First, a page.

Originally created 11/07/97

Halloween, cooler weather in late October help boost retail sales

NEW YORK -- Halloween scared up some business for sales-starved retailers, but left them still guessing about the Christmas shopping season.

Merchants who reported their October sales figures Thursday said they had respectable gains due to Halloween and the arrival -- finally -- of cooler weather.

But analysts warn there are no guarantees of how holiday sales will go. Despite high levels of consumer confidence and low unemployment levels, consumers haven't been spending freely for much of this year.

"Consumers are still very cautious," said Kurt Barnard, a retail consultant and president of Barnard's Retail Trend Report. "Just because they went shopping at the end of October doesn't mean Christmas will be good."

Sales slumped in September as higher-than-normal temperatures around the country stifled sales of everything from cashmere sweaters to wool slacks. Similar weather conditions continued into October, again depressing sales.

But the cool weather finally arrived by mid-October, luring shoppers into the nation's stores and malls for merchandise to keep them warm.

"The fall came in the last 10 days of last month, and consumers shopped with quite a vengeance," said Thomas Tashjian, retail analyst at NationsBanc Montgomery Securities.

Discounters including Wal-Mart Stores Inc., Kmart Corp. and Target did particularly well, benefiting from their wide assortment of Halloween costumes, apparel, candy and decorations.

Separately, the Labor Department reported Thursday the number of first-time claims for jobless benefits unexpectedly shot up by 16,000 last week to the highest level in nine weeks. More Americans being out of work could cast further doubt on the holiday season.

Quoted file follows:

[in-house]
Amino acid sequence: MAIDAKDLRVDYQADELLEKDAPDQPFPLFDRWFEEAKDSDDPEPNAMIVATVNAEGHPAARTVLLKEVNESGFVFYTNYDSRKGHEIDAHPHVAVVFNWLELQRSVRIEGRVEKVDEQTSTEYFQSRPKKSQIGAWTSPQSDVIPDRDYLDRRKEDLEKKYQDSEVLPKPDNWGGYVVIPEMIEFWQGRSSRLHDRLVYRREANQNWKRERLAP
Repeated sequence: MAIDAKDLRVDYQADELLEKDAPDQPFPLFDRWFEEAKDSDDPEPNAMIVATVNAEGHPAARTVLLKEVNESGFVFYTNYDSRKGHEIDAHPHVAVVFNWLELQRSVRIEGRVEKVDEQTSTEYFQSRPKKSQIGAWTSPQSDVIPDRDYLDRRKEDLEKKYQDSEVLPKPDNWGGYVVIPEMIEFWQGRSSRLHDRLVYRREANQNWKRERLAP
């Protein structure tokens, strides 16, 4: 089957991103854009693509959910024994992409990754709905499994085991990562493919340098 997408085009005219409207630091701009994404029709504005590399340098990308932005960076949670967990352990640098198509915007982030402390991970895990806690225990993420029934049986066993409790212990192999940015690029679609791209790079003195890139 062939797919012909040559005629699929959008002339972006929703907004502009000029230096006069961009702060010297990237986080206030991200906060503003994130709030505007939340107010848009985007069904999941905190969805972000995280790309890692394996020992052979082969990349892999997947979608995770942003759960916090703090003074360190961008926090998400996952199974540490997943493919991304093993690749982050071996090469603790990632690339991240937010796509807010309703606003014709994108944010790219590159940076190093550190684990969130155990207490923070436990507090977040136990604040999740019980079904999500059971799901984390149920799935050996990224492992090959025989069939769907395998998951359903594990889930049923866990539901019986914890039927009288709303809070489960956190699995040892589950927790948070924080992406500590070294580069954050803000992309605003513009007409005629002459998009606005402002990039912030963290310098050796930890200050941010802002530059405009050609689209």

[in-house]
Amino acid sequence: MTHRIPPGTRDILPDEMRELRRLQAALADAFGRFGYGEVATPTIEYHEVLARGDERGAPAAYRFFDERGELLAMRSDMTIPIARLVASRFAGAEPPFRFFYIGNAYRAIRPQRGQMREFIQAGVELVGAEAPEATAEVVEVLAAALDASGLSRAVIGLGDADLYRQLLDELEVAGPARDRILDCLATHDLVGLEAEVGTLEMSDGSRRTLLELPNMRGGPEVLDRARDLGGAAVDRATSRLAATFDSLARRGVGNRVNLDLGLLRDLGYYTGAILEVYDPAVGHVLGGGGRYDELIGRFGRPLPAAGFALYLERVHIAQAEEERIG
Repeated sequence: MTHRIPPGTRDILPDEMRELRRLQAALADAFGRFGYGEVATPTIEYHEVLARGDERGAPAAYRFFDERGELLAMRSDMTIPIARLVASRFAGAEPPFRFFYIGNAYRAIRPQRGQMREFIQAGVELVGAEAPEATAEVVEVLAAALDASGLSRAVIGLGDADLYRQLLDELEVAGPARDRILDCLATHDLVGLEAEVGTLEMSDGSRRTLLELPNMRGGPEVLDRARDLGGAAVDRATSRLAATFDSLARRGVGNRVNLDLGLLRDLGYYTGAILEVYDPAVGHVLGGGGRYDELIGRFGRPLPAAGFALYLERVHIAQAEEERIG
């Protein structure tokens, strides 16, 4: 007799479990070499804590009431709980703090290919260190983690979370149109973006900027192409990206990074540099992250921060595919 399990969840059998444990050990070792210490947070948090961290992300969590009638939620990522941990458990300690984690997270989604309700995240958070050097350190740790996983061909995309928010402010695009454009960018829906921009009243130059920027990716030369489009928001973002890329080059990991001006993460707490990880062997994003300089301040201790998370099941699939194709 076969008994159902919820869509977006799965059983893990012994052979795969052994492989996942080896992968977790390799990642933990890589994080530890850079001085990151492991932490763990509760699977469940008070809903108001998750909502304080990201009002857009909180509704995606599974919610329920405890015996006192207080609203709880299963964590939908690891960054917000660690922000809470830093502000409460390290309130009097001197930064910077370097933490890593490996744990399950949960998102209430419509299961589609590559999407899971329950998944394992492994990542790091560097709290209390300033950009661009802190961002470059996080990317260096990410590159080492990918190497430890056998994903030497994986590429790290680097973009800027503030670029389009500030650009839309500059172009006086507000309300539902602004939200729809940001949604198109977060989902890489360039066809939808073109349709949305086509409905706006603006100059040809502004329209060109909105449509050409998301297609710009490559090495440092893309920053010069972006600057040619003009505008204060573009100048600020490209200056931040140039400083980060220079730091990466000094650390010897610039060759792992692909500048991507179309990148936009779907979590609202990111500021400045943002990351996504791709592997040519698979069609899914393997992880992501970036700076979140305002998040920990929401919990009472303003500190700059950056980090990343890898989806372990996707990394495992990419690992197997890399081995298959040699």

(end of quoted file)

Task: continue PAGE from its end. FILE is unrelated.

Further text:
The outlook for Christmas remains grim for many specialty retailers. Ann Taylor, Talbots Inc. and The Limited Inc. all reported dismal sales in October, leaving them with a glut of inventory to clear out before the holidays.

That means consumers are likely to find plenty of bargains.

Wal-Mart, the nation's largest retailer, said sales from stores open at least a year rose 6 percent from a year earlier, while total sales were up 14.5 percent.

Sales from stores open at least a year, known as same-store sales, are considered the most accurate measure of a retailer's strength. They exclude sales from stores that have been closed and from new stores, which often have disproportionately strong sales.

Sears, Roebuck and Co. said its same-store sales rose 1.2 percent, while total sales advanced 5 percent. Chairman Arthur Martinez said weak sales in its automotive division hurt overall sales.

Kmart said same-store sales increased 4.9 percent and total sales rose 1.4 percent.

J.C. Penney Co. Inc. said its same-store sales rose 2.6 percent and total sales were up 29.7 percent, including sales figures from Eckerd drugstores which it acquired last year.

Dayton Hudson Corp. said same-store sales increased 6.1 percent and total sales rose 10 percent. The biggest gains came at the company's Target stores, but the results at its Mervyn's clothing stores and department store chains were above expectations.

Federated Department Stores Inc. said its same-store sales rose 3 percent and total sales gained 3.8 percent. May Department Stores Co. said its same-store sales rose 3 percent and total sales were up 3.2 percent.

Limited said same-store sales fell 3 percent and total sales rose 2 percent.

Gap Inc. said its same-store sales rose 7 percent from a year ago, while total business was up 26 percent.

Ann Taylor said its same-store sales fell 13.6 percent, while total business fell 9.2 percent. Talbots said its same-store sales fell 3.6 percent, while total business was up 3 percent.

The Thursday figures are narrower than retail sales numbers released by the Commerce Department, which also reflect sales of restaurants and auto dealers. The government's retail sales figure will be released Nov. 14.


Trending this week:


© 2018. All Rights Reserved.    | Contact Us